Kool Toolz: BookEndz
Volume Number: 25
Issue Number: 10
Column Tag: Kool Toolz
Kool Toolz: BookEndz
by Dennis Sellers
Laptops are great, but those who use them as their primary computer probably connect them to an external monitor, printer and other devices when they're at home or at the office. That can mean lots of peripheral connecting and disconnecting, as well as cable clutter. The BookEndz Docks (http://www.bookendzdocks.com/) are designed to deal with this problem. In fact, BookEndz' product line includes docking stations for Apple laptops dating back to 2000.
As this article was being written, BookEndz was accepting pre-orders for docking stations for Apple's "unibody" MacBooks and MacBook Pros. The station for the 17-inch Unibody MacBook Pro will ship later this year. Pricing is US$159 for 13-inch docking stations, $299.95 for 15-inch docking stations, and $319.95 for 17-inch docking stations.
The docking stations are designed to eliminate cable confusion and damage to connectors. Once the peripheral devices are plugged into the BookEndz Dock, they can remain in and the portable can be connected or disconnected as needed. An "ejection system" ejects the laptop.
For example, the 17-inch docking station replicates all of the connectors and ports from the sides of the 17-inch MacBook Pro and routes the connectors to the back of the dock and manages the new MacSafe Power Connector. The dock allows for all of the peripheral devices normally connected to the sides of the MacBook - Power, Ethernet, Modem, Video, FireWire 400 and 800, USB, Audio In, Audio Out - to be plugged into the back of the dock, and remain plugged in, independent of the computer. Additionally, the dock includes a powered USB hub for a total of five USB ports rather than the standard 2-3 found on Apple's laptops. There are also full-size VGA and DVI ports.
This means that taking the computer from the office or the home, or moving it from one room to another, doesn't require disconnecting and reconnecting several devices. However, you must use your MagSafe power supply to power up your MacBook Pro. The dock doesn't supply power (Apple doesn't license the MagSafe technology to other companies), but it does have a feed-through slot to house the MagSafe Connector.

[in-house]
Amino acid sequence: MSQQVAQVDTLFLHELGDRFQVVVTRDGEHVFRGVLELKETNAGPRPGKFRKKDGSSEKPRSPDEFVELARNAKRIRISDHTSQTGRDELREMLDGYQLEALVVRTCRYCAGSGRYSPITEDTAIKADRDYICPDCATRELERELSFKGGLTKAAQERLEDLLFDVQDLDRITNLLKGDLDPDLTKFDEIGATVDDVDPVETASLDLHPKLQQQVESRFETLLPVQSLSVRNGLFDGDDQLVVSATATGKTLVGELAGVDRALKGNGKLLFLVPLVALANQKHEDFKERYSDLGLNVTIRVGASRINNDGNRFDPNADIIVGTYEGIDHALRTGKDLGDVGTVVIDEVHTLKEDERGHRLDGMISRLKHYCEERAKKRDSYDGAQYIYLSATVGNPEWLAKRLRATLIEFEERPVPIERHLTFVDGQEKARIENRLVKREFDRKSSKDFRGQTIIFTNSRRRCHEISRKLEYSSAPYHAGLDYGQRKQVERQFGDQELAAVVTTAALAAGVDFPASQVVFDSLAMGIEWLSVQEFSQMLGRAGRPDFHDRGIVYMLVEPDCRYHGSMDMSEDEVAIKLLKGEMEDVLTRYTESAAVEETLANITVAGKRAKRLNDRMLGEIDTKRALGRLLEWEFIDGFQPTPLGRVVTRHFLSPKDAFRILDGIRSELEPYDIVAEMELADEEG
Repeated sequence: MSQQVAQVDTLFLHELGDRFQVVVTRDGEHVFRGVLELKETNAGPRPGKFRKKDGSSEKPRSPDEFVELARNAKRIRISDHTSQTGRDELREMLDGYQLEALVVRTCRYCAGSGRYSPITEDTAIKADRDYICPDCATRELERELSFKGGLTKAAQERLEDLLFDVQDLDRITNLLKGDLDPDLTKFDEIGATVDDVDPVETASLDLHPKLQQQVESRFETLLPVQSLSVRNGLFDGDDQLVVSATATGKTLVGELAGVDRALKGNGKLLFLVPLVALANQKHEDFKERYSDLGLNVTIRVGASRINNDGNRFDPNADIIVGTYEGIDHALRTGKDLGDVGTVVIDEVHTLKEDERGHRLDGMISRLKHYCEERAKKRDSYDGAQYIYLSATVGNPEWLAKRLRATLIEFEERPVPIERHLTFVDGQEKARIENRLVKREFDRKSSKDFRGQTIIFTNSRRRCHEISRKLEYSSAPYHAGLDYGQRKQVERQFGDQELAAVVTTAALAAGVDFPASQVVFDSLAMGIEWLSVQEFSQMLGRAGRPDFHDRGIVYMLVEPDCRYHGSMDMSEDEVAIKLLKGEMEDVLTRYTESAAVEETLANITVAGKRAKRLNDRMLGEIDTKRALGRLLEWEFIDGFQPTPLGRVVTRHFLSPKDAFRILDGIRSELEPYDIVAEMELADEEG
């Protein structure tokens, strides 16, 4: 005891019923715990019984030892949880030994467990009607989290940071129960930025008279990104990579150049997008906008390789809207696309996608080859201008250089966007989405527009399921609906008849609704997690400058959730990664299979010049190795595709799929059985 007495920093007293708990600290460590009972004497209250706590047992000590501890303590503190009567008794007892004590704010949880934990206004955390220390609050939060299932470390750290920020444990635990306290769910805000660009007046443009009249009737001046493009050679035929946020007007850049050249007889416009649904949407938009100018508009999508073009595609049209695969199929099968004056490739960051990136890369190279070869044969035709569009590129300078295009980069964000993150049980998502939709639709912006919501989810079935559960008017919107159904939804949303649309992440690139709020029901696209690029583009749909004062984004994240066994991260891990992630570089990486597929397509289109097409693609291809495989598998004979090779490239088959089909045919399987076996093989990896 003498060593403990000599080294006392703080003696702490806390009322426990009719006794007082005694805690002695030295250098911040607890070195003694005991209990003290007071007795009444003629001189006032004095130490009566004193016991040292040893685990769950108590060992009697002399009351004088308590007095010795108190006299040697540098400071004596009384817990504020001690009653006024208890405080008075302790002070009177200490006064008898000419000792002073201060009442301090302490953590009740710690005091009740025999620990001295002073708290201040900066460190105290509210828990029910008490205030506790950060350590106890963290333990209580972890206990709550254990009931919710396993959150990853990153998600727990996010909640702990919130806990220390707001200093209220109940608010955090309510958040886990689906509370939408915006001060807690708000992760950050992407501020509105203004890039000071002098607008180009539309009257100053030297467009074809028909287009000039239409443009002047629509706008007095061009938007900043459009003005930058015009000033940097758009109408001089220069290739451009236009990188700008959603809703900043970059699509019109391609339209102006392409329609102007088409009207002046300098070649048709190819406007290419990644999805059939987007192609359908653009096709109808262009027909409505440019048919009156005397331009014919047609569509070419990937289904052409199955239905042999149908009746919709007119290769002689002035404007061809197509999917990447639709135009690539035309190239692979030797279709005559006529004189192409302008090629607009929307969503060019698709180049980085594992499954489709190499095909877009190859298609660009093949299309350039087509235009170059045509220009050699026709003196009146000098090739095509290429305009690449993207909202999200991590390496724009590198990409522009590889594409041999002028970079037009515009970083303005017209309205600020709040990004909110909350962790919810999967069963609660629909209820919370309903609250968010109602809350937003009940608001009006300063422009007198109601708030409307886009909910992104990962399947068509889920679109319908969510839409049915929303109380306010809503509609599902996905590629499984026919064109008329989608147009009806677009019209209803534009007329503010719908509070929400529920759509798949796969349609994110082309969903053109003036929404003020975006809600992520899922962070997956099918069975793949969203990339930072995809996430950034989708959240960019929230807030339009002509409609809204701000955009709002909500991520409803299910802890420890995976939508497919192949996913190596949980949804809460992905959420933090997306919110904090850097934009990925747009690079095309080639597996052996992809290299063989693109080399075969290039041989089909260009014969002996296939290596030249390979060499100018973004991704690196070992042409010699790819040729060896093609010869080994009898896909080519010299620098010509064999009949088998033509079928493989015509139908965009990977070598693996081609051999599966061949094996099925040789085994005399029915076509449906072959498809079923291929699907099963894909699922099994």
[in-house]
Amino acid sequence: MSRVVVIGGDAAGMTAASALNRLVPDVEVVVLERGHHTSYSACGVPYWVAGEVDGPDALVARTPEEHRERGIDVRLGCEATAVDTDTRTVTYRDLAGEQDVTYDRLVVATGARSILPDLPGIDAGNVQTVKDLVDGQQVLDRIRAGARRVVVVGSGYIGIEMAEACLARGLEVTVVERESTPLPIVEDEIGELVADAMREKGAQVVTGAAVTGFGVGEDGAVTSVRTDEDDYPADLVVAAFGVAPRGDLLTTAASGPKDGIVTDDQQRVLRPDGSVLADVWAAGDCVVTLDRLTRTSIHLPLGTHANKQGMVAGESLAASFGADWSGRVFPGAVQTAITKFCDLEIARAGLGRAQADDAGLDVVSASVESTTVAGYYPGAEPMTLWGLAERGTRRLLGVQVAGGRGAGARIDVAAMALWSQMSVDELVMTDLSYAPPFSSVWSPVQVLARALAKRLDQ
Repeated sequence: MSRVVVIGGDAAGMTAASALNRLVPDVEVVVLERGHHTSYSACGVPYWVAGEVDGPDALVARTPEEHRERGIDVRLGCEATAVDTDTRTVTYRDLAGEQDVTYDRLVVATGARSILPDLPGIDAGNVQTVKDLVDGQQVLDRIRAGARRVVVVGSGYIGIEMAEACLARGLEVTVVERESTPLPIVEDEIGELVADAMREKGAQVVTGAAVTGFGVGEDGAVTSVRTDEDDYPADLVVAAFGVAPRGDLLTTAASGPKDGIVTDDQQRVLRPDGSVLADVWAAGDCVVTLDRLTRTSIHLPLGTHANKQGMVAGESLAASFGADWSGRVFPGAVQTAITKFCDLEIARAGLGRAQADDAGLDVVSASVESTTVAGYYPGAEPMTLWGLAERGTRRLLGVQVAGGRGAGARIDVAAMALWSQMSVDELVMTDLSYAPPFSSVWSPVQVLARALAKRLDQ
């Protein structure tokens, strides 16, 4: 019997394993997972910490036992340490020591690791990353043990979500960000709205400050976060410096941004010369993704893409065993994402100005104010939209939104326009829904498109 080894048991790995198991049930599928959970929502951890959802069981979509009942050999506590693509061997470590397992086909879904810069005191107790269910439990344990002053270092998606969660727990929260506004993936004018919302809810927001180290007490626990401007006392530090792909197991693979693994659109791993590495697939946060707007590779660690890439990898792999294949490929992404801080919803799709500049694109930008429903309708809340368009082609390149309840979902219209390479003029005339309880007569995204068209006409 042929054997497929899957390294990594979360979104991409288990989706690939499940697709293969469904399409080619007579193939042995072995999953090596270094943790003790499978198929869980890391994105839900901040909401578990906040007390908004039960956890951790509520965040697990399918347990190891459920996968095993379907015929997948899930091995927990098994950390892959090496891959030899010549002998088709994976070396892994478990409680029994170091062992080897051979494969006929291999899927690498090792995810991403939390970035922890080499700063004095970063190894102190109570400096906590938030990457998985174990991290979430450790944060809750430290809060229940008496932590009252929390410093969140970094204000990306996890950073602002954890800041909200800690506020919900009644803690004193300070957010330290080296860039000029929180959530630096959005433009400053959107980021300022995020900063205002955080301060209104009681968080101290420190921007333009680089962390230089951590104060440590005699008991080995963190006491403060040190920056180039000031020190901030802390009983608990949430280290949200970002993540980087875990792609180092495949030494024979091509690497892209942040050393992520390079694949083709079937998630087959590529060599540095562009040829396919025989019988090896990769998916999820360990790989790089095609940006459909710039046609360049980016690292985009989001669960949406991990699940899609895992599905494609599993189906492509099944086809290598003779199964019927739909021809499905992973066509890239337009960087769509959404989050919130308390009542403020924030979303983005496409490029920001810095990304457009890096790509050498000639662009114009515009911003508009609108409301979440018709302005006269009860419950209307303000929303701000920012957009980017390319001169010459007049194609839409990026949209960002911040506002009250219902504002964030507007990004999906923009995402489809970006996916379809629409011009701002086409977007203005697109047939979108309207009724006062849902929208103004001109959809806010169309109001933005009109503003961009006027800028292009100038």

Using a BookEndz Dock with your laptop involves a few simple steps. First, place the BookEndz Dock on the flat surface on which you'll be using it. Plug all of your external devices into the? station (video monitor, network, printer, etc.).
Shut down your laptop and close the LCD screen.
Move the release handle on the BookEndz Dock to the vertical position. Place the laptop on to the BookEndz Dock. Make sure that the ports of the MacBook Pro align with the connectors of the BookEndz Dock. The connectors mate with those on your laptop and allow you to dock and undock with your external devices. Once those ports are lined up push the left hand side of Docking Station into the ports on the laptop.
Restart your laptop and allow your peripheral devices to boot-up.
When you're ready to travel with your MacBook or MacBook Pro, shut down your laptop and all external devices and close the LCD screen. It's not necessary to unplug them from the dock.
Move the release handle to the vertical position. The BookEndz Dock will undock from your laptop.
The BookEndz's male connectors have a noticeable bit of flexibility, which concerns some folks about their durability. This looseness is designed to allow the connectors to align with their respective female notebook sockets, even sockets that might be slightly off. However, you should certainly dock and undock your laptop with care. Don't go yanking it loose from the BookEndz. Also, the first few times you use the BookEndz, make sure everything is lined up perfectly. After that, it's a little smoother to use.
There have also been comments that the design of the BookEndz is a bit unwieldy. However, considering the very purpose of the docking station, that's probably unavoidable.
After all, the BookEndz' purpose is to "transform" your laptop into a desktop computer. For those who carry a laptop between home and office, two of the docking stations might be a convenience worth paying for. It's a matter of how often you connect and disconnect your Apple laptop from several peripherals and accessories. If you'll be docking and un-docking your laptops several times a day, the price tag will be worth it.
Dennis Sellers is a long time journalist. He started in the newspaper
business, but has been in the online journalism business for the past
15 years. He's the editor/publisher of Macsimum News